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Title: Post-Digital Audience Engagement Activity in and across Visual Arts and Publishing
Author(s): Preston, Louisa
Supervisor(s): Squires, Claire
Beech, Nic
Greig, Gail
Keywords: Publishing
Visual Arts
Audience Engagement
Cultural historical activity theory (CHAT)
Practice-Based Studies
Contemporary Art
National Collections
Issue Date: Jul-2018
Publisher: University of Stirling
University of St Andrews
Abstract: This thesis conceptualises post-digital audience engagement activity in activity settings across visual arts and publishing. The research question is: how is audience engagement activity understood in and across publishing and the visual arts in the post-digital age? The central argument this thesis makes is that in the post-digital age relationships between the audience (and conceptualisations thereof) and cultural/sector organisations are undergoing a degree of transformation. Additionally, activities in the publishing industry have become significant to other areas of the creative industries, as media has begun to converge in the post-digital age. Greater understanding of audience engagement activity in this wider context bears significance for the potential roles and expanded activities that publishers can undertake. This thesis explains the dynamics of post-digital audience engagement activity undertaken in the visual arts and publishing. Post-digital audience engagement activity is motivated towards expanding audiences, creating new relationships with audiences and developing new playful transactions. Events have a key role in expanding audiences, generating participation and transformations of activity. Other key features of post-digital audience engagement are digital tools which interact with other analogue instruments of engagement and gamification and playful features of activity drawn from games development practice. Taking a practice-based studies approach, this research used Cultural Historical Activity Theory. The research methodology adopted a mixture of research strategies drawn from ethnography and case study research. An adaptation to the case study strategy of activity settings was used relating to the challenge of demarcating boundaries of a case while adopting a practice ontology. Qualitative data in the form of semi-structured interviews, observational fieldnotes, documents and images form the data sets for this research in three activity settings of publishing, national art collections and contemporary art. Organisations which are central to these activity settings are Publishing Scotland, National Galleries of Scotland and Dundee Contemporary Arts.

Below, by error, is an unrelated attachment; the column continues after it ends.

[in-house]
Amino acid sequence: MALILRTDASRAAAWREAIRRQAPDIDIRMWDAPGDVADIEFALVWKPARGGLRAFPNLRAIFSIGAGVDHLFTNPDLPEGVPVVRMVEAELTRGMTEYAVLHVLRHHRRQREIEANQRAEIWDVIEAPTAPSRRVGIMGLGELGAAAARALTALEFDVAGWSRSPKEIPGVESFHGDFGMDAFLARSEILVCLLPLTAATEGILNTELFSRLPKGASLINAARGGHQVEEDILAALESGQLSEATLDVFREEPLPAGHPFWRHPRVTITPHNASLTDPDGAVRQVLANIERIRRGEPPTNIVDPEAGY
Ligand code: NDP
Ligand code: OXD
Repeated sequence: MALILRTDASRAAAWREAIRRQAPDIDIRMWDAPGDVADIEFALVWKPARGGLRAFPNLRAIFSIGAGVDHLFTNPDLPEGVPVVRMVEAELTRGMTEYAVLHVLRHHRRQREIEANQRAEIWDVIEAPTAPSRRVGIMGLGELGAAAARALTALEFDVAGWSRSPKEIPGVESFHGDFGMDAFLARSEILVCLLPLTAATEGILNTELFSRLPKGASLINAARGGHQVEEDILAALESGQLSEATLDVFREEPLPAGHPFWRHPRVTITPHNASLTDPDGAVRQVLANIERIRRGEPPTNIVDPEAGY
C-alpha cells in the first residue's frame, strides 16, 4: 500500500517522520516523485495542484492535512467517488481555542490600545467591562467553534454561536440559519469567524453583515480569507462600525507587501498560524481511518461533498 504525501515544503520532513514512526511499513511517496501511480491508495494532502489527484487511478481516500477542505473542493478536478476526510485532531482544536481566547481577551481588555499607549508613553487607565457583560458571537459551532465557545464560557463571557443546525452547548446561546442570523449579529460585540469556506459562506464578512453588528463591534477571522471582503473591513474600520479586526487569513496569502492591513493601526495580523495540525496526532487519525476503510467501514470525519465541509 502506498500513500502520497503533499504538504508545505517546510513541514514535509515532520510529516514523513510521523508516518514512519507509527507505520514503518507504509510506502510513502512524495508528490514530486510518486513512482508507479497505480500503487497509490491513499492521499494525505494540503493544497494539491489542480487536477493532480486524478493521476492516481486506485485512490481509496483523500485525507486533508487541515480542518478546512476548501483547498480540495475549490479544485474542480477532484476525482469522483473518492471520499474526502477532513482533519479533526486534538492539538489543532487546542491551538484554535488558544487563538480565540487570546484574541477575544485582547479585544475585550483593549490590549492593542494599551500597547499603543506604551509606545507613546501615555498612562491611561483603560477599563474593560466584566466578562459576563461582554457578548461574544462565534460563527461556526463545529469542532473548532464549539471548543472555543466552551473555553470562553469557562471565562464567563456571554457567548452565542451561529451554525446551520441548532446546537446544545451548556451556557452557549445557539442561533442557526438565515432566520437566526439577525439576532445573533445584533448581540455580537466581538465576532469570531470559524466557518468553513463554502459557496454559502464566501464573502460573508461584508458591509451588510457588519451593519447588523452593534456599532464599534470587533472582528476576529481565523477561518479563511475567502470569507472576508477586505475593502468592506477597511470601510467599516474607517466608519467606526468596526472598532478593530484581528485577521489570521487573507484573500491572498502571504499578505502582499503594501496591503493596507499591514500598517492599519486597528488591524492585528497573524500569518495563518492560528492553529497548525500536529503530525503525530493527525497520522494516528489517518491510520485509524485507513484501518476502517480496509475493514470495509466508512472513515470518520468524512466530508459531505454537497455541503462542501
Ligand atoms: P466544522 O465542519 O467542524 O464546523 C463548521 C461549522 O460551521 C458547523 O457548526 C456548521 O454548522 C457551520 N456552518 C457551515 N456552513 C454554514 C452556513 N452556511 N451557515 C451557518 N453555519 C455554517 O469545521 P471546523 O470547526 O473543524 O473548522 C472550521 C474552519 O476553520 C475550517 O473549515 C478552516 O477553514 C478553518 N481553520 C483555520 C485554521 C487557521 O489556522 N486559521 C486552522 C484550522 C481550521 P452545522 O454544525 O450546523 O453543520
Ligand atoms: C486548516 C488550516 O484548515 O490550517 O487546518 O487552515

Type: Thesis or Dissertation

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